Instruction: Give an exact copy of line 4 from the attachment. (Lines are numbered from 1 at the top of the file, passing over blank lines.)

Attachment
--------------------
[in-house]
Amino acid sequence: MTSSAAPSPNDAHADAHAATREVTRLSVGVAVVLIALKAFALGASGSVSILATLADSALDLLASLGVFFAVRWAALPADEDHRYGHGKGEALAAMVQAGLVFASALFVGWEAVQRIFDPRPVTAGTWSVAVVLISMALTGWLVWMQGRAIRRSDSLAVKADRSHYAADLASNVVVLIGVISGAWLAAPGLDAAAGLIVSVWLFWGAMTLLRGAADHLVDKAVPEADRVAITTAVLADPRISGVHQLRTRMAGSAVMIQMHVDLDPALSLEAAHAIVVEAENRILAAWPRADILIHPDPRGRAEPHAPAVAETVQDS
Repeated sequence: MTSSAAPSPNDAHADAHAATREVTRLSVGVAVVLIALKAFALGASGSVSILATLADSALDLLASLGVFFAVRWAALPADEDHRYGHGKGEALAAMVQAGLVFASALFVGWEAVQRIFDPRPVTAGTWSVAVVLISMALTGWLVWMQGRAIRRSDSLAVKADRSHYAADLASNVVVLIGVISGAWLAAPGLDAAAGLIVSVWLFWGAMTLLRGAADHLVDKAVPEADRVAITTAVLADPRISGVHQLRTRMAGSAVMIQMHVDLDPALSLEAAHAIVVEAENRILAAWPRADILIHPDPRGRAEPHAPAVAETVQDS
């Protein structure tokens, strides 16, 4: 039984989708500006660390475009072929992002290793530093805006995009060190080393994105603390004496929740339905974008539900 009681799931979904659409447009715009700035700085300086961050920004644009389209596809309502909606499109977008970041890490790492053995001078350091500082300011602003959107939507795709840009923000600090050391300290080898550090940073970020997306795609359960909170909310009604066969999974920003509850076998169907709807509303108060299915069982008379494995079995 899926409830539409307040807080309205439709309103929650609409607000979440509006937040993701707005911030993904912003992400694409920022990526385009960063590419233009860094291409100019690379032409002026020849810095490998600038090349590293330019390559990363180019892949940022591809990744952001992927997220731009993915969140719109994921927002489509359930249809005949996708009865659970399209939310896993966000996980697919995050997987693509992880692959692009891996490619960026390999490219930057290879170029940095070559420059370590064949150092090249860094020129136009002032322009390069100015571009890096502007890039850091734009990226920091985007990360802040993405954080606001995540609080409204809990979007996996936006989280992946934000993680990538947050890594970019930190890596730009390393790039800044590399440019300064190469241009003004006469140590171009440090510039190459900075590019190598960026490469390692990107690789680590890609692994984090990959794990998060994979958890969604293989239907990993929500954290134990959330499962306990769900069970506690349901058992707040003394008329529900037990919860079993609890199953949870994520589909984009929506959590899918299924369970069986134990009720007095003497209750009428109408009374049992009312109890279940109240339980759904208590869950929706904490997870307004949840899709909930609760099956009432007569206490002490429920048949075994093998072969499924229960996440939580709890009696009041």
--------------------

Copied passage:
């Protein structure tokens, strides 16, 4: 039984989708500006660390475009072929992002290793530093805006995009060190080393994105603390004496929740339905974008539900 009681799931979904659409447009715009700035700085300086961050920004644009389209596809309502909606499109977008970041890490790492053995001078350091500082300011602003959107939507795709840009923000600090050391300290080898550090940073970020997306795609359960909170909310009604066969999974920003509850076998169907709807509303108060299915069982008379494995079995 899926409830539409307040807080309205439709309103929650609409607000979440509006937040993701707005911030993904912003992400694409920022990526385009960063590419233009860094291409100019690379032409002026020849810095490998600038090349590293330019390559990363180019892949940022591809990744952001992927997220731009993915969140719109994921927002489509359930249809005949996708009865659970399209939310896993966000996980697919995050997987693509992880692959692009891996490619960026390999490219930057290879170029940095070559420059370590064949150092090249860094020129136009002032322009390069100015571009890096502007890039850091734009990226920091985007990360802040993405954080606001995540609080409204809990979007996996936006989280992946934000993680990538947050890594970019930190890596730009390393790039800044590399440019300064190469241009003004006469140590171009440090510039190459900075590019190598960026490469390692990107690789680590890609692994984090990959794990998060994979958890969604293989239907990993929500954290134990959330499962306990769900069970506690349901058992707040003394008329529900037990919860079993609890199953949870994520589909984009929506959590899918299924369970069986134990009720007095003497209750009428109408009374049992009312109890279940109240339980759904208590869950929706904490997870307004949840899709909930609760099956009432007569206490002490429920048949075994093998072969499924229960996440939580709890009696009041």